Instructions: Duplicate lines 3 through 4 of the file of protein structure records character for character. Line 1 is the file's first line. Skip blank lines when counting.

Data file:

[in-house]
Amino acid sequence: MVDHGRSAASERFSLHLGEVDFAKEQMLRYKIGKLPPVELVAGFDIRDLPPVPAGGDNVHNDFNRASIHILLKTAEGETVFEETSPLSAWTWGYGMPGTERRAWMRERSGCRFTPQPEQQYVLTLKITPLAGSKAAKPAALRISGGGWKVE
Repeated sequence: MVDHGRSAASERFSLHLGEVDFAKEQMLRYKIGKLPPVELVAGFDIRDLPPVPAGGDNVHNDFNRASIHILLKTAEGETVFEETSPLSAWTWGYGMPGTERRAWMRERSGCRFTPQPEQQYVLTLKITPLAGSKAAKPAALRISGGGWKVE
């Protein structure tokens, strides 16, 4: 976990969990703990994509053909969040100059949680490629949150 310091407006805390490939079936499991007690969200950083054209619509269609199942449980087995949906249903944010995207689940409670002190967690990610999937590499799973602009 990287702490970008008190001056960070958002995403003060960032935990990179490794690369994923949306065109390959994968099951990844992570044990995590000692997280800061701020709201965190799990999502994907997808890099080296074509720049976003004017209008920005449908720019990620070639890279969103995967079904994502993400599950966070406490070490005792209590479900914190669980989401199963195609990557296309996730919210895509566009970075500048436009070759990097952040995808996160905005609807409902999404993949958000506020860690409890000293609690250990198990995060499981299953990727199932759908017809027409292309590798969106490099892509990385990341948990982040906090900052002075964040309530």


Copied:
Repeated sequence: MVDHGRSAASERFSLHLGEVDFAKEQMLRYKIGKLPPVELVAGFDIRDLPPVPAGGDNVHNDFNRASIHILLKTAEGETVFEETSPLSAWTWGYGMPGTERRAWMRERSGCRFTPQPEQQYVLTLKITPLAGSKAAKPAALRISGGGWKVE
């Protein structure tokens, strides 16, 4: 976990969990703990994509053909969040100059949680490629949150 310091407006805390490939079936499991007690969200950083054209619509269609199942449980087995949906249903944010995207689940409670002190967690990610999937590499799973602009 990287702490970008008190001056960070958002995403003060960032935990990179490794690369994923949306065109390959994968099951990844992570044990995590000692997280800061701020709201965190799990999502994907997808890099080296074509720049976003004017209008920005449908720019990620070639890279969103995967079904994502993400599950966070406490070490005792209590479900914190669980989401199963195609990557296309996730919210895509566009970075500048436009070759990097952040995808996160905005609807409902999404993949958000506020860690409890000293609690250990198990995060499981299953990727199932759908017809027409292309590798969106490099892509990385990341948990982040906090900052002075964040309530």